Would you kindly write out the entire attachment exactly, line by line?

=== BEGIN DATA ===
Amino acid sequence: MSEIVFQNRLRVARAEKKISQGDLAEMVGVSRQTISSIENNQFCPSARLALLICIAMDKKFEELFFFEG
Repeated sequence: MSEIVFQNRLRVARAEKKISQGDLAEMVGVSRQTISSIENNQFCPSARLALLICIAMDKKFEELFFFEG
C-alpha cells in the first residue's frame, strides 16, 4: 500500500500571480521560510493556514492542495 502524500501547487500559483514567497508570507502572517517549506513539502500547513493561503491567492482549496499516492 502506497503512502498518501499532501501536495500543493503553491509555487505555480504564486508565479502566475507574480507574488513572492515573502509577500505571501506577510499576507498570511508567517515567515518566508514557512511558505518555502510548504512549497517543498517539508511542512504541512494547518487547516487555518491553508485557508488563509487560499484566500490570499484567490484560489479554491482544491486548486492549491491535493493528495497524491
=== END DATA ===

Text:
Amino acid sequence: MSEIVFQNRLRVARAEKKISQGDLAEMVGVSRQTISSIENNQFCPSARLALLICIAMDKKFEELFFFEG
Repeated sequence: MSEIVFQNRLRVARAEKKISQGDLAEMVGVSRQTISSIENNQFCPSARLALLICIAMDKKFEELFFFEG
C-alpha cells in the first residue's frame, strides 16, 4: 500500500500571480521560510493556514492542495 502524500501547487500559483514567497508570507502572517517549506513539502500547513493561503491567492482549496499516492 502506497503512502498518501499532501501536495500543493503553491509555487505555480504564486508565479502566475507574480507574488513572492515573502509577500505571501506577510499576507498570511508567517515567515518566508514557512511558505518555502510548504512549497517543498517539508511542512504541512494547518487547516487555518491553508485557508488563509487560499484566500490570499484567490484560489479554491482544491486548486492549491491535493493528495497524491